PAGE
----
It’s too easy to set up a company without revealing who benefits from itby Avinash D Persaud / April 27, 2017 / Leave a comment
On 20th March, the Guardian revealed that it had received documents from a three-year investigation by the Latvian and Moldavian authorities into what has been dubbed the Global Laundromat. According to the newspaper, these documents show that between 2010 and 2014, British registered companies and British-based banks helped move out of Russia at least $20bn of the proceeds of criminal activities.
This should come as no surprise. In 2016, the Home Affairs Select Committee concluded that the London property market was the primary avenue for the laundering of £100bn of illicit money a year. The investigative journalist Roberto Saviano has said of the international drugs trade: “Mexico is its heart and London is its head.”
London has not become the global capital of money laundering by accident. Money launderers and those financing terrorist activities have two main requirements. The first is a place crowded with financial transactions, in which their own will be easy to lose. The second is a place where those who enable the setting up of companies and opening of bank accounts are prepared to turn a blind eye to who is the owner of a business. Secrecy over the beneficial ownership of companies is the main conduit of money laundering.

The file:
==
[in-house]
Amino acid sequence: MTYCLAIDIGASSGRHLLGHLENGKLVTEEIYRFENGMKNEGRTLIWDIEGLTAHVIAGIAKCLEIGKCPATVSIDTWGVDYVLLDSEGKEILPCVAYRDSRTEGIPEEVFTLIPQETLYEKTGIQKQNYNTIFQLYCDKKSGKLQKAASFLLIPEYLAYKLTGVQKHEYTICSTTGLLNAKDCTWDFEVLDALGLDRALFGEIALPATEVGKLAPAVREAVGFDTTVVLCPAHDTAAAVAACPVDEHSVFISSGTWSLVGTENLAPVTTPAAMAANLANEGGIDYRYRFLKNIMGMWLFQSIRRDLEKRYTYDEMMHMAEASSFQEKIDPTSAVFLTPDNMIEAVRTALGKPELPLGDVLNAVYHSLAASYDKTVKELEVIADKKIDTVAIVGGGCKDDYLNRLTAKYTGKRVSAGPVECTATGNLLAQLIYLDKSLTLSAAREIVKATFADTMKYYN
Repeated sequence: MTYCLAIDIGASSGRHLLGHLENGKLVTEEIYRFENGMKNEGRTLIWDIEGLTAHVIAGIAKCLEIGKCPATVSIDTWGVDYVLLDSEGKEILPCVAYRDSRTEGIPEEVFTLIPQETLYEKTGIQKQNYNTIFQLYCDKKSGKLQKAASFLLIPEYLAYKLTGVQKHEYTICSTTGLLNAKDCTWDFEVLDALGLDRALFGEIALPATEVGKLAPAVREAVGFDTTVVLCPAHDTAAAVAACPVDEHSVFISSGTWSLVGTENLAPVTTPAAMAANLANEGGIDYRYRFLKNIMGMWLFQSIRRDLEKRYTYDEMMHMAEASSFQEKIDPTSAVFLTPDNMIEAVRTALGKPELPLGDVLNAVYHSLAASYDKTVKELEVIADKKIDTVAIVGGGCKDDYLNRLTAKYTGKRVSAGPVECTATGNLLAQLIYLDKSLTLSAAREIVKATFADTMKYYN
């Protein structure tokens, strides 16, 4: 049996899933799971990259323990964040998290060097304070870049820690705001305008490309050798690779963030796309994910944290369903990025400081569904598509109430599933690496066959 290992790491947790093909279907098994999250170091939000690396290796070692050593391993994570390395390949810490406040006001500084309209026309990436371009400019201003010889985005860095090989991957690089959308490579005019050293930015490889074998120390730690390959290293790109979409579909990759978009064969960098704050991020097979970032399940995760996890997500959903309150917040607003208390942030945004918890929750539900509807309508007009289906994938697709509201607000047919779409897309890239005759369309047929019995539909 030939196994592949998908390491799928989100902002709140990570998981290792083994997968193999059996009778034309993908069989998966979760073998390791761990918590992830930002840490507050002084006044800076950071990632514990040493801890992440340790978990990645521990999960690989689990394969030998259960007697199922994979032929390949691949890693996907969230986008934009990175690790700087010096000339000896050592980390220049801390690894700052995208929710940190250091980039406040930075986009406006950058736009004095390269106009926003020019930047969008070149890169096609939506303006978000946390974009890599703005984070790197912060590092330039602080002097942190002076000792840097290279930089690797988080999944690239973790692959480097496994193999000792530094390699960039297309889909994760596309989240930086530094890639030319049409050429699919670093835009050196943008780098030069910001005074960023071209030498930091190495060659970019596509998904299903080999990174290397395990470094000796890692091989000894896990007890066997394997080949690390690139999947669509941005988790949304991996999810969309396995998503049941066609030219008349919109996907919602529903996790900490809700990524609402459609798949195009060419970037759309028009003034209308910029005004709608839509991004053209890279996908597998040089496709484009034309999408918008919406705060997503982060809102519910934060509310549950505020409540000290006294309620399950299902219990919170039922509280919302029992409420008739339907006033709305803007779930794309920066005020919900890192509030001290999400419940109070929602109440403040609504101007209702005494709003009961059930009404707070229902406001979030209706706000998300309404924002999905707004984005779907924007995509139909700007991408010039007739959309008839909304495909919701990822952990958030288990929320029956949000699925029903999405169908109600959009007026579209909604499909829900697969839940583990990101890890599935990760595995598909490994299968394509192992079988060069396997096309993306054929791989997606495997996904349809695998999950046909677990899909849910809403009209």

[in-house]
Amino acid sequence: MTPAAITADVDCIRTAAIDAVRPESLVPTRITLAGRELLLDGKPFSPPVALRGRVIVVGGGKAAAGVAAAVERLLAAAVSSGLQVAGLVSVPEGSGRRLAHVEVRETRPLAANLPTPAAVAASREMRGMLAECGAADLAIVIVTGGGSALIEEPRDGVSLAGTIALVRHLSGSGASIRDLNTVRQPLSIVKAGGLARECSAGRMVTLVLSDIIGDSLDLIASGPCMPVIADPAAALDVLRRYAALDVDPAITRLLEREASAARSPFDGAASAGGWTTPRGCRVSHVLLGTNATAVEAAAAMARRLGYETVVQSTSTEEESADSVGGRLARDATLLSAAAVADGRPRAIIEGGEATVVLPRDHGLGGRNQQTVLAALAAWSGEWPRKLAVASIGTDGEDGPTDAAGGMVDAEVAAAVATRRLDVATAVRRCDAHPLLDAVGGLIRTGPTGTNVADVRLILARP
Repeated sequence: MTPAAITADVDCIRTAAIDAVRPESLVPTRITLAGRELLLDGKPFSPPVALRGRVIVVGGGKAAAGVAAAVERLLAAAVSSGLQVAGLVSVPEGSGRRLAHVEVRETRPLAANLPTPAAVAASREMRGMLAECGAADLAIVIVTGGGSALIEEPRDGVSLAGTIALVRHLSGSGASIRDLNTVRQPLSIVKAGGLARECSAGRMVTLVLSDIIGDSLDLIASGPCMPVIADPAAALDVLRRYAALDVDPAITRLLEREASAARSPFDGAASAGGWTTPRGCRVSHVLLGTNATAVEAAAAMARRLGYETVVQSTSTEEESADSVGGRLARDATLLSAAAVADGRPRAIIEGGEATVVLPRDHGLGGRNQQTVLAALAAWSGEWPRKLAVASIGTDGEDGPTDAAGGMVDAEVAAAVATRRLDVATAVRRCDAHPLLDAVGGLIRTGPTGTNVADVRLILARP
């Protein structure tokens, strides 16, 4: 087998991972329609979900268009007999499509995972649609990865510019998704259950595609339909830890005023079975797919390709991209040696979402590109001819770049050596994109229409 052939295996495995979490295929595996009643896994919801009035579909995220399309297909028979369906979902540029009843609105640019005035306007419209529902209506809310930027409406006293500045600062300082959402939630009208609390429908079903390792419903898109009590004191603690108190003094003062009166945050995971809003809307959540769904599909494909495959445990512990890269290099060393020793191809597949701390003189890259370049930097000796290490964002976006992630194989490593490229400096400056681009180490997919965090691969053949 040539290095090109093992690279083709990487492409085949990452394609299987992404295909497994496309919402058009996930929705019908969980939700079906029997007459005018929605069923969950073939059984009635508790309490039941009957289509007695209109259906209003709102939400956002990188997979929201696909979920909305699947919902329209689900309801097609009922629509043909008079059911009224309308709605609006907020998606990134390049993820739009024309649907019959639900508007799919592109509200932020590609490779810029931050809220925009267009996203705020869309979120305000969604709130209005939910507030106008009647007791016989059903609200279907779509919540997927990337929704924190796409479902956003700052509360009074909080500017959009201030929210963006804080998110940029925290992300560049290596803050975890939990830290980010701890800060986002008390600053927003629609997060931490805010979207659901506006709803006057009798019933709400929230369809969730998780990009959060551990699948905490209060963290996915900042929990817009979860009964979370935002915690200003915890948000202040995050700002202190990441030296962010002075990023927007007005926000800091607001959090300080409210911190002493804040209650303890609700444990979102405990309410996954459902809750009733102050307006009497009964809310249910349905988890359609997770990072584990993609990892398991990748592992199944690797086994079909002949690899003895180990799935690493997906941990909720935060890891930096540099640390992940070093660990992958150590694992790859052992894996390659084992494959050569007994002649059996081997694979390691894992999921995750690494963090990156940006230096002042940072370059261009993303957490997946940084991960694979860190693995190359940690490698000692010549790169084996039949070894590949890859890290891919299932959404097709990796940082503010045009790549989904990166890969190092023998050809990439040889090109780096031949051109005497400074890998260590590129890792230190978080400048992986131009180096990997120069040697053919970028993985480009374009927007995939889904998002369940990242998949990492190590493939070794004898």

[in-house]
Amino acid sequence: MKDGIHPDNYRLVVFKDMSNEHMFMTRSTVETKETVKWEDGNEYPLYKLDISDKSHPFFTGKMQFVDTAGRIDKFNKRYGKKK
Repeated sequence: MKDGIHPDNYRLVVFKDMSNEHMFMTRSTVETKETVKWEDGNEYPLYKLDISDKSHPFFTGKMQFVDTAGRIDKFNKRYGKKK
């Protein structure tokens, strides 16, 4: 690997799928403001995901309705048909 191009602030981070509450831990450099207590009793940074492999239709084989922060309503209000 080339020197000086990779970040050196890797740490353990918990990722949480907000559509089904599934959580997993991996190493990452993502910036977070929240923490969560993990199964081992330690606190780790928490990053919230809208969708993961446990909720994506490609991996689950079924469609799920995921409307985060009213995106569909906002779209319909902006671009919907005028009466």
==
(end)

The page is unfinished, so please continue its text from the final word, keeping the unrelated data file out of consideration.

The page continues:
Three academics—Michael Findley, Daniel Nielson, and Jason Sharman—undertook an experiment, detailed in their book “Global Shell Games.” They tried to set up a company in the way that a money launderer would (refusing to provide ownership information and other markers), emailing 7,400 solicitations to lawyers and corporate service providers in 182 countries. Contrary to what you might think, tt is more than three times harder to obtain an untraceable shell company in tax havens than in rich, developed countries such as the UK and the United States.
At the moment, the UK is a member of two organizations, the OECD and the European Union, which routinely publishes blacklists of countries that are deemed “high risk” when it comes to money laundering and a “danger to the international financial system”. The UK, US, and Switzerland have never been blacklisted. Instead, the usual pariahs of the west—Cuba, North Korea, Iran and so on—appear, along with small states such as Antigua or St Kitts and Nevis.
This motley collection of countries present the most marginal threat to the international financial…